HUAC was preoccupied with removing any and all Communist influences from the United States. The murmurs of Weinberg’s alleged espionage made him an attractive target for the committee. Since the FBI had wiretapped Steve Nelson illegally, it was impossible to bring any charges against Weinberg based on the recording alone. Even without knowing that Weinberg was the primary suspect, the media had become aware of the search for a Soviet agent at Berkeley. Quickly, a sensationalized search for this so-called “Scientist X” was initiated in the media as well as in the government. Proving Weinberg was Scientist X became the stated objective of many HUAC investigations, which were fueled by sensationalist media coverage. In 1948, the Milwaukee Journal published an article that went as far as to say that Scientist X had delivered a sample of uranium-235 to the Soviet Union.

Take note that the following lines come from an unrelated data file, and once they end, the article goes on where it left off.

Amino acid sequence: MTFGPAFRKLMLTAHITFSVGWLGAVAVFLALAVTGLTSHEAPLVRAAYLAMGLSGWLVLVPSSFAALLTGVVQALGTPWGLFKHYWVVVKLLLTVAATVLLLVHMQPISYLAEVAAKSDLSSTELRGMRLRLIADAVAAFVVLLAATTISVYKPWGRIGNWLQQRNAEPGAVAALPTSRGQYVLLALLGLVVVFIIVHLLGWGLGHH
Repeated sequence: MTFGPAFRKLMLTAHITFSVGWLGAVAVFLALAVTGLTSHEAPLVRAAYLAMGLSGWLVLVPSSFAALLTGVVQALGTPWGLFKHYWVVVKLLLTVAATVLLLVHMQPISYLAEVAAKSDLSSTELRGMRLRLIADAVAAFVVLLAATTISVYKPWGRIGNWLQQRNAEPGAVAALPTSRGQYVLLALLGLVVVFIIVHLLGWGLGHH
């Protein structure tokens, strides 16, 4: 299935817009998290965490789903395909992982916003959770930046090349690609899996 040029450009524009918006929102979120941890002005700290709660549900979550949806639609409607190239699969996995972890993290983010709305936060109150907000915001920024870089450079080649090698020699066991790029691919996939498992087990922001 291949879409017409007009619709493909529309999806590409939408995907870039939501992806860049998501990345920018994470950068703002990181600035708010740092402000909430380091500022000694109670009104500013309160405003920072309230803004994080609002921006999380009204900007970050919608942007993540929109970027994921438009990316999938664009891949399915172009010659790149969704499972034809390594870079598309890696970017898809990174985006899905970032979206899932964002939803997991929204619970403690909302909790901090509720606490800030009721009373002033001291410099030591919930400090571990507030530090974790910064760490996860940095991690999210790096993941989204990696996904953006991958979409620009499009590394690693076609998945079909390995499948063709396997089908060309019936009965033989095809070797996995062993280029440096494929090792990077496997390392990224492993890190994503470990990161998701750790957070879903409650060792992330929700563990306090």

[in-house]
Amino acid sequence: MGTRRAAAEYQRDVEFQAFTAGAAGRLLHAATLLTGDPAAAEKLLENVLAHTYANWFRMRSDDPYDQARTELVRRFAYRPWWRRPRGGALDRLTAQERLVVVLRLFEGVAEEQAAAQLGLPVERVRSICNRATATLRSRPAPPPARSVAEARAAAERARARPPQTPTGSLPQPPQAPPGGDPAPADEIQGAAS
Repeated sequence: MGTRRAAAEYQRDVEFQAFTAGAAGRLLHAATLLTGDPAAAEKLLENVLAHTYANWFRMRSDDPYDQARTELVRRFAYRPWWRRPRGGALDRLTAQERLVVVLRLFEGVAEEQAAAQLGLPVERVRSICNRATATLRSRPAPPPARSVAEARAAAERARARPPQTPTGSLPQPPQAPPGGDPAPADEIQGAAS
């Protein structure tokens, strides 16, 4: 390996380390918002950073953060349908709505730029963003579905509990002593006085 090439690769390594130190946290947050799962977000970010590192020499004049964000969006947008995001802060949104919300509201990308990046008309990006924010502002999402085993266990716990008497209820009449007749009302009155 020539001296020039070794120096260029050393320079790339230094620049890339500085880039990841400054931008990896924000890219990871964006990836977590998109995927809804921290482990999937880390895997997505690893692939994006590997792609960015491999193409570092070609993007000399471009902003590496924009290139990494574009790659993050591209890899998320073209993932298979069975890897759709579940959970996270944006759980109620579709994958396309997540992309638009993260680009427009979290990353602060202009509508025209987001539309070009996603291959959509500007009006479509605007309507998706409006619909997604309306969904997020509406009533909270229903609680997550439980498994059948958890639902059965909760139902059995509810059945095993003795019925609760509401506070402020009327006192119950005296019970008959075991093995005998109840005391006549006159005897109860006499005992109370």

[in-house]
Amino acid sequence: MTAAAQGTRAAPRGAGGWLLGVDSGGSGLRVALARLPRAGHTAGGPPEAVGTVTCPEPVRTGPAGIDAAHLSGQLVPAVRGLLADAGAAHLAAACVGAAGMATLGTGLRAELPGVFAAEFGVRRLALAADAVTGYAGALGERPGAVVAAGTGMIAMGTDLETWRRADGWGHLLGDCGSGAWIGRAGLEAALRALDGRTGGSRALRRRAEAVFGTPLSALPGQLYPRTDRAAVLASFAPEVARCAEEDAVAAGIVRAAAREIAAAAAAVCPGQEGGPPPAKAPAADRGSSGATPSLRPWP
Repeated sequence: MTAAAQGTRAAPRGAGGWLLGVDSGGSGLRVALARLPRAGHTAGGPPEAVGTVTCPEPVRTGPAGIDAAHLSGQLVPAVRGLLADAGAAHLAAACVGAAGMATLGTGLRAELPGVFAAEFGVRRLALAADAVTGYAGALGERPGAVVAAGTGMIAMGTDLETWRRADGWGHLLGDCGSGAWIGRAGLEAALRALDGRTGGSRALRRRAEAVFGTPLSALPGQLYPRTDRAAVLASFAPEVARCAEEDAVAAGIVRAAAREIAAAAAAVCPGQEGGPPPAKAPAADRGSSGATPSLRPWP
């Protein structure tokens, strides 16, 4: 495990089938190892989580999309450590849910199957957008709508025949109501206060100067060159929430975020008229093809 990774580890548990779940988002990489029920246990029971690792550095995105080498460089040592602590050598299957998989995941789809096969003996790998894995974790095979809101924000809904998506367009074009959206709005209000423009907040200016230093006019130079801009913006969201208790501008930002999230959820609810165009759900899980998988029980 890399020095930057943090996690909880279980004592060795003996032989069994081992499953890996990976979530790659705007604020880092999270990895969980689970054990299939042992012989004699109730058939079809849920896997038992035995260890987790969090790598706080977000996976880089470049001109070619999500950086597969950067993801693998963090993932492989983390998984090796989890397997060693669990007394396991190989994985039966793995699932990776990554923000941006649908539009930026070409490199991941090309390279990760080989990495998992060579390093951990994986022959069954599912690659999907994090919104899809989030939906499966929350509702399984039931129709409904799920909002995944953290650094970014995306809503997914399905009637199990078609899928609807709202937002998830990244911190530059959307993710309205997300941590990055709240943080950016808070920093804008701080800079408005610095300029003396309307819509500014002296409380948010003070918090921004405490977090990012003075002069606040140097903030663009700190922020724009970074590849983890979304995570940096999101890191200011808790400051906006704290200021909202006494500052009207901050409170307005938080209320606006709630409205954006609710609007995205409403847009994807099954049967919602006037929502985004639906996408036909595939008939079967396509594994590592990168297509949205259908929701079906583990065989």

By this time, Weinberg had become a physics professor at the University of Minnesota. HUAC subpoenaed him for a hearing in April 1949. His hearing coincided with the committee releasing an official statement identifying Weinberg as Scientist X.
Ultimately, HUAC was unable to produce a confession from Weinberg during his hearing, nor was the committee able to assemble enough credible evidence to build a legal case against him. As a result, many of his peers from his time at Berkeley were also called for hearings. Bohm, Lomanitz and Peters were each also questioned by HUAC in an effort to build the case against Weinberg. None gave significant information to the investigation. Peters unflinchingly denied any previous involvement with the Communist Party. David Bohm refused to answer questions, citing his Fifth Amendment rights.